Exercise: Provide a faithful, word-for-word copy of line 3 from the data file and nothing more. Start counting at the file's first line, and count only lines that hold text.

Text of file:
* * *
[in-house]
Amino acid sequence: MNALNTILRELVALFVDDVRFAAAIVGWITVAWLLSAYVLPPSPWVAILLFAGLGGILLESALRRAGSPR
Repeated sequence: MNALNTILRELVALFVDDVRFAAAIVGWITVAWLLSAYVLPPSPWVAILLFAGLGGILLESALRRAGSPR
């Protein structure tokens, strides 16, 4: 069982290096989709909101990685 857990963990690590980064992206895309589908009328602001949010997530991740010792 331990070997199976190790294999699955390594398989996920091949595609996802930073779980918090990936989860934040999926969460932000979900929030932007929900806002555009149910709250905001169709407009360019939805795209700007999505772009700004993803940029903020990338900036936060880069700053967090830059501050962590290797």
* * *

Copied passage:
Repeated sequence: MNALNTILRELVALFVDDVRFAAAIVGWITVAWLLSAYVLPPSPWVAILLFAGLGGILLESALRRAGSPR